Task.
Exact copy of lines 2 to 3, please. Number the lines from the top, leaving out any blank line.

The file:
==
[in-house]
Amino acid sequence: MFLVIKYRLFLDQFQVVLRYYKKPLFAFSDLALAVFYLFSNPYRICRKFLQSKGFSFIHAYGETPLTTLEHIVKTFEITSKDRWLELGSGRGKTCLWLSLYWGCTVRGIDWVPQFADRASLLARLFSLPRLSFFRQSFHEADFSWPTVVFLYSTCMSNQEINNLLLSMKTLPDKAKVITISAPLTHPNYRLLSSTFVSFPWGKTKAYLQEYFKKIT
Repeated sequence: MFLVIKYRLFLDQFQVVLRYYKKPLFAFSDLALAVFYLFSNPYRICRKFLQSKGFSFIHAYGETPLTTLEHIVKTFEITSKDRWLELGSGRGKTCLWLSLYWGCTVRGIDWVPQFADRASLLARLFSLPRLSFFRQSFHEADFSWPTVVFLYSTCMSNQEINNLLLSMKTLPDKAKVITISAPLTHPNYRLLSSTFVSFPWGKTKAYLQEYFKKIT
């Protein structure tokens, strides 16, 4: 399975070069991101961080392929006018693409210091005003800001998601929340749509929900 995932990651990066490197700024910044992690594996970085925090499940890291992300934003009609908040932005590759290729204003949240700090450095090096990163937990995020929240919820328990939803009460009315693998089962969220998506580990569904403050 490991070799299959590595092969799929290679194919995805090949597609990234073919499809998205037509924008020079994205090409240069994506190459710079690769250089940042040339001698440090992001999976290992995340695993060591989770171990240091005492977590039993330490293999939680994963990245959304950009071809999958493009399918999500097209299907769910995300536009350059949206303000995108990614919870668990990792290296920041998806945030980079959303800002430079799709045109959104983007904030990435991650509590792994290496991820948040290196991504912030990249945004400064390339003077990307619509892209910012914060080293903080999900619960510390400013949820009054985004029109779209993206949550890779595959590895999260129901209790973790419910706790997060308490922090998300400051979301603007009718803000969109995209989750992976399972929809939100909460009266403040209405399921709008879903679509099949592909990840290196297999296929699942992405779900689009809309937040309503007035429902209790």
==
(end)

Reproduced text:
Amino acid sequence: MFLVIKYRLFLDQFQVVLRYYKKPLFAFSDLALAVFYLFSNPYRICRKFLQSKGFSFIHAYGETPLTTLEHIVKTFEITSKDRWLELGSGRGKTCLWLSLYWGCTVRGIDWVPQFADRASLLARLFSLPRLSFFRQSFHEADFSWPTVVFLYSTCMSNQEINNLLLSMKTLPDKAKVITISAPLTHPNYRLLSSTFVSFPWGKTKAYLQEYFKKIT
Repeated sequence: MFLVIKYRLFLDQFQVVLRYYKKPLFAFSDLALAVFYLFSNPYRICRKFLQSKGFSFIHAYGETPLTTLEHIVKTFEITSKDRWLELGSGRGKTCLWLSLYWGCTVRGIDWVPQFADRASLLARLFSLPRLSFFRQSFHEADFSWPTVVFLYSTCMSNQEINNLLLSMKTLPDKAKVITISAPLTHPNYRLLSSTFVSFPWGKTKAYLQEYFKKIT